I've lived in Missoula Montana for about two months,
and at least once a day, usually more, I have what I
call a Montana Moment, a brief second where I stop
whatever I'm doing, take in my surroundings, and think,
"Wow! I actually live in Montana!" This is not unusual
when everywhere you look are majestic mountains and clear
running streams. I've queried others who are transplants
and they confirmed they share these epiphanies, even after
ten-plus years. Once, while fishing the Clark Fork River
in the center of town at dusk, I heard the voices of a
celestial choir, and I seriously thought for a brief moment
that I had died and gone to heaven. I later learned that
there was an international chorale competition in Missoula,
and what I had heard was choir practice. Such is living
This past weekend I was able to experience Montana in all
its glory while fishing with river guide and new friend
Ben Hart. Ben is originally from Pittsburgh, but he
attended the University of Montana in Missoula and, like
so many of the University's alums, never left. He has
worked as an elk hunting guide ("not much fun and VERY
hard work"), owned his own rafting company, and is now
a fishing guide specializing in float trips. In this
he might be a bit too successful; since I arrived in
Missoula we had been trying to arrange a time to fish
and, finally, after four weeks, he had a day free (but
only then because of a last minute cancellation).
We arranged to meet at a secluded gas station and casino
(everything in Missoula is a casino), and the feel was
of an illicit undertaking, made more so by Ben's insistence
that I take a vow of silence, not even telling my best
friend or mother about the place he was taking me. He
drew the line at blindfolding me. Then off we went, me,
Ben, and his dog, Babe, down miles of highway until we
turned off on a dirt path, then many more miles on a
bumpy road before we came to a spot that could hold one
car if you looked at it from every angle. "We're here,"
I don't know the name of the creek, pronounced "crick"
up this way, we fished because Ben wouldn't tell me.
He needn't have worried; I didn't have the faintest
idea where we were and, even if I did, my poor old VW
bus would never make it down the miles of washboard we
When we arrive it's easy to see why he has been so
secretive--it is a trout fisher's fantasy. Though it's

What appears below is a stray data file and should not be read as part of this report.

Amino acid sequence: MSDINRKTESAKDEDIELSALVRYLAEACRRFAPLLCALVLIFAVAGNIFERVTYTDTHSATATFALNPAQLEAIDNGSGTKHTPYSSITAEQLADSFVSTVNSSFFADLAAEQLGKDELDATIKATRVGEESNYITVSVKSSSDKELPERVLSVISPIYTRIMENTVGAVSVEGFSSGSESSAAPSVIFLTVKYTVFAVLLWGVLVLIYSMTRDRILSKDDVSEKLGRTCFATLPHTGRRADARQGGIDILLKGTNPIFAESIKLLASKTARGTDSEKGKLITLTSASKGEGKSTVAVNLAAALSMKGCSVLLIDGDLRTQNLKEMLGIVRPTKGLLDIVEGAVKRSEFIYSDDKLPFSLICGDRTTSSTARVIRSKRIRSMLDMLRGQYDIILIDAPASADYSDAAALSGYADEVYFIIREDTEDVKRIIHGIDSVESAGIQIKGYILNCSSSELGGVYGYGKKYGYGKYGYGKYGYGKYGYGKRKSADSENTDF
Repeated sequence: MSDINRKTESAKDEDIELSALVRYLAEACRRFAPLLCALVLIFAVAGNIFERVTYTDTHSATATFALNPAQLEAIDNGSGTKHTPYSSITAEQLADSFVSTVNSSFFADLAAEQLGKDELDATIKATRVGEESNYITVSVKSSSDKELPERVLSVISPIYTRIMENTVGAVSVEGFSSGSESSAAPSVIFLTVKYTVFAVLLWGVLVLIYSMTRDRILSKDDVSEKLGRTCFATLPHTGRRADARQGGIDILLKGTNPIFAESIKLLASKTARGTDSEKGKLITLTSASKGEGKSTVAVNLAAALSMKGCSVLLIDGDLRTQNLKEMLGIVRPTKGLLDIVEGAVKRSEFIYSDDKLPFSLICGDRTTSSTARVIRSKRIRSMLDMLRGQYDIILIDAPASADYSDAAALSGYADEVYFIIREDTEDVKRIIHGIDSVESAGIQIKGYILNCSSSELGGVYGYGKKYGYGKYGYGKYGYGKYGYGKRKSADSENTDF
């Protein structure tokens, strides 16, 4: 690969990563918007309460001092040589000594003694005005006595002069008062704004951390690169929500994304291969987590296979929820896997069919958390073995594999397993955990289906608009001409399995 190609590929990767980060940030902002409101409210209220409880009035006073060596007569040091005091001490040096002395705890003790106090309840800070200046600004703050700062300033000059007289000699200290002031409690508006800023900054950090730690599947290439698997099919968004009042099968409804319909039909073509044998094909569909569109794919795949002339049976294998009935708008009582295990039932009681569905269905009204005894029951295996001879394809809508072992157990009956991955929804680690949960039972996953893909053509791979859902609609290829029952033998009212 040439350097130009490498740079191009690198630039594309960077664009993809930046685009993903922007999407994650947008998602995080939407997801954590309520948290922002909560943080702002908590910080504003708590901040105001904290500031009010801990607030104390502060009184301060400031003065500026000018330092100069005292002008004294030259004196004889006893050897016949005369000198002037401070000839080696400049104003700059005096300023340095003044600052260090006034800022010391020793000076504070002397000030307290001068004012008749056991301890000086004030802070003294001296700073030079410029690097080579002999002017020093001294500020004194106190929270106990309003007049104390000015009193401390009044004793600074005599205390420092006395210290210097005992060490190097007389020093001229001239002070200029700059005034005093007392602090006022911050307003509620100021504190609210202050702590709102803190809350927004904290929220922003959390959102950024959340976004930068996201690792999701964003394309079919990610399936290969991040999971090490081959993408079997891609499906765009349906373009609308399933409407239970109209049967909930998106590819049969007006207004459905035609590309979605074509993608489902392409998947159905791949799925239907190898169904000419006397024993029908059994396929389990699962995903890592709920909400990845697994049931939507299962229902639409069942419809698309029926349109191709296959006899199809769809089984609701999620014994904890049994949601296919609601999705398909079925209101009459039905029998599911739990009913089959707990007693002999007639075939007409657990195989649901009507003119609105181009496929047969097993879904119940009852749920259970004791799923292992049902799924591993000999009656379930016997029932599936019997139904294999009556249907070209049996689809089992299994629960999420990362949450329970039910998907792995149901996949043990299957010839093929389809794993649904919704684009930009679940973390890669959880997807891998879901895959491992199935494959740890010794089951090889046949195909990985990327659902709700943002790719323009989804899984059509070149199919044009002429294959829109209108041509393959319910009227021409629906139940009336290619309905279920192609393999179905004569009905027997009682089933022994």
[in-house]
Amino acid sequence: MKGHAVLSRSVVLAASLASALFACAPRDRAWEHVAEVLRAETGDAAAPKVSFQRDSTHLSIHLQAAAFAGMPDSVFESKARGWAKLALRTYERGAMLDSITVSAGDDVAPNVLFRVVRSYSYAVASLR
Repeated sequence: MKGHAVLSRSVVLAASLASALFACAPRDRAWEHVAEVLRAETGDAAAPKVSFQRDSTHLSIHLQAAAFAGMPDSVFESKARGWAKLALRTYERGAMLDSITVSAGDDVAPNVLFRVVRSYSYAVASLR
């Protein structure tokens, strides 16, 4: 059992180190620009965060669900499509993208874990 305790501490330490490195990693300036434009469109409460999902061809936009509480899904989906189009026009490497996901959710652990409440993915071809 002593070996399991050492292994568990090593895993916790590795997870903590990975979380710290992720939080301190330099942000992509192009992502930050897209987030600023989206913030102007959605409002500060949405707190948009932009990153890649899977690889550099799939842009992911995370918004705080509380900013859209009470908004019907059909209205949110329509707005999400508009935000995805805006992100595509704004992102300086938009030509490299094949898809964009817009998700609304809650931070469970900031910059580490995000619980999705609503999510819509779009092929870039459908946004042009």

been in the 90s for over two weeks, the water, coming
from high in the mountains, is numbingly cold. It is
so crystal clear as to be transparent, and wading is
interesting because what looks to be twelve inch deep
runs are really three feet deep, a shocking but pleasant
surprise when wet wading. Every ten yards or so there
were deadfalls creating deep clear pools, each one ideal
"What are you fishing?" Ben asked, looking at my motley
collection of poorly tied trout flies. He was kind
enough to say "here, try this," while handing me a fly,
and polite enough to not say "and throw all of your flies
away." I took the big, bushy dry fly he offered.
His expertise in fly selection was proven on the second
pool we fished. I drifted the fly down the deep slot
in the center, and a 16 inch cut materialized, coming
up from the bottom and slamming the fly. As I brought
the fish to hand, a bull trout, about the same size,
followed close behind the cut, trying to see what the
commotion was about. A bigger bull would have taken
the cut, as they are wont to do.
I have what a former acquaintance called "an unhealthy"
fear of bears, but I disagree. Being afraid of
something that can eat you is very healthy in my opinion,
and since moving to Montana I have developed a case of
what John Geirach refers to as "bearanoia." I tend to
be hyper-alert when fishing in the woods, usually
mistaking small sounds for large carnivores. Ben's dog
had been so well behaved that I had forgotten he was along,
and he very nearly gave me a heart attack when he popped
out of the underbrush directly in front of me, and I saw,
not a 60 lb black lab, but a 600 lb grizzly. Latter he
ran to us with a deer's leg in his mouth, no doubt all
that was left of some grizzly's lunch. I only hoped the
bear's appetite had been satiated.
Bearanoia aside, we fished this beautiful mountain stream
the whole day without seeing another soul. I managed
three more native cuts; Ben caught four times what I
On the way home after a great day's fishing, I pass a
field where a herd of 40 plus elk are grazing. As I
watch the elk, magnificent animals, many with racks worthy,
in my humble opinion, of the Boone and Crockett register,
it strikes me: this entire day has been a Montana Moment.
(Ben at his secret spot.) ~ Dave
Until recently Dave Micus lived in Ipswich, Massachusetts.
He just moved to Missoula, Montana. He is an
avid striped bass fly fisherman, writer and instructor.
He wrote a fly fishing column for the Port City Planet
newspaper of Newburyport, MA (home of Plum Island and Joppa Flats)
and taught a fly fishing course at Boston University.